Jack Straw criticises Peel Holdings' 'subterfuge'
A property developer has used "legal subterfuge" to try to force through redevelopment plans for a Lancashire retail park, claims Jack Straw MP.
The Blackburn MP was leading a Commons debate on Peel Holdings' bid to sell a greater variety of goods at Whitebirk, between Blackburn and Accrington.
He said it could "undermine" government plans to rejuvenate town centres.
A Peel Holdings spokesman said it was "considering the detail of the debate" and would "comment in due course".
Whitebirk currently only has planning permission to sell white goods and furniture and is not allowed to sell items such as fashion, footwear and food, but Peel Holdings has tried to change this.
It submitted a planning application to Hyndburn Borough Council to redevelop the site in 2005 and relaxation the restrictions on its use but this was rejected in 2007 and again in 2009 following an appeal.
Mr Straw told MPs since then Peel Holdings had submitted 29 "trivial and apparently unrelated planning applications" to the authority which were approved.
The company then appealed to the council to lift restrictions on the grounds that the recent planning approvals, when taken together, were "sufficient to liberate it from the restriction to trade in bulky goods", Mr Straw told the BBC.
This appeal was rejected by councillors on 11 April.
He added: "Peel Holdings claim that these apparently trivial planning approvals when added together give them an entitlement to change the bulky goods restrictions in the agreement.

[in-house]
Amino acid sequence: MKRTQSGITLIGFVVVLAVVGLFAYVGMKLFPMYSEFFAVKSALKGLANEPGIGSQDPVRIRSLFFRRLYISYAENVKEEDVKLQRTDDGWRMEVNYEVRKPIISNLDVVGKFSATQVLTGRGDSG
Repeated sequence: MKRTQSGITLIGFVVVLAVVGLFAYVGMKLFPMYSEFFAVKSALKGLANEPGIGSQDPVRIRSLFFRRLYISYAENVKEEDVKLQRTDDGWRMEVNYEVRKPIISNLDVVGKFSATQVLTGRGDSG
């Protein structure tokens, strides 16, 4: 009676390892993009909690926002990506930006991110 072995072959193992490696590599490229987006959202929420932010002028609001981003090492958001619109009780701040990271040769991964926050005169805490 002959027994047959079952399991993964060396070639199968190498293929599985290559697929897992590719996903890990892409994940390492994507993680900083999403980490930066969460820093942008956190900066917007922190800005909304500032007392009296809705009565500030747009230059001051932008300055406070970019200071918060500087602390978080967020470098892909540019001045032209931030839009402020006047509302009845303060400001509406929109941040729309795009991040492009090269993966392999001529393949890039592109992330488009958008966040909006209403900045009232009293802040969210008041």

"Hyndburn Borough Council, Blackburn and Darwen Council and I dispute that."
Mr Straw told the Commons Peel Holdings had pursued this course of action after it had successfully used a similar approach with Sunderland Borough Council.
Mr Straw warned this could damage the government's attempts to rejuvenate Britain's town centre high streets following the Mary Portas review.
He added: "Peel Holdings has made use of a legal subterfuge, which has had the effect of disguising its true intentions from local councils, verges on calculated deceit and, if allowed to continue, could seriously undermine the government's commendable efforts to revive our town and city centres."
A spokesman for Peel Holdings said it was reviewing its options but there were "no legal proceedings instigated as yet".
The spokesman said: "Peel have been seeking to invest up to £16m in a failing retail park [which] will lead to around 250 new jobs and a retail park facility which will provide a local alternative to those in Preston and Bolton.
"This, in a time of economic decline and in an area of need."
Hyndburn Borough Council was unavailable for comment.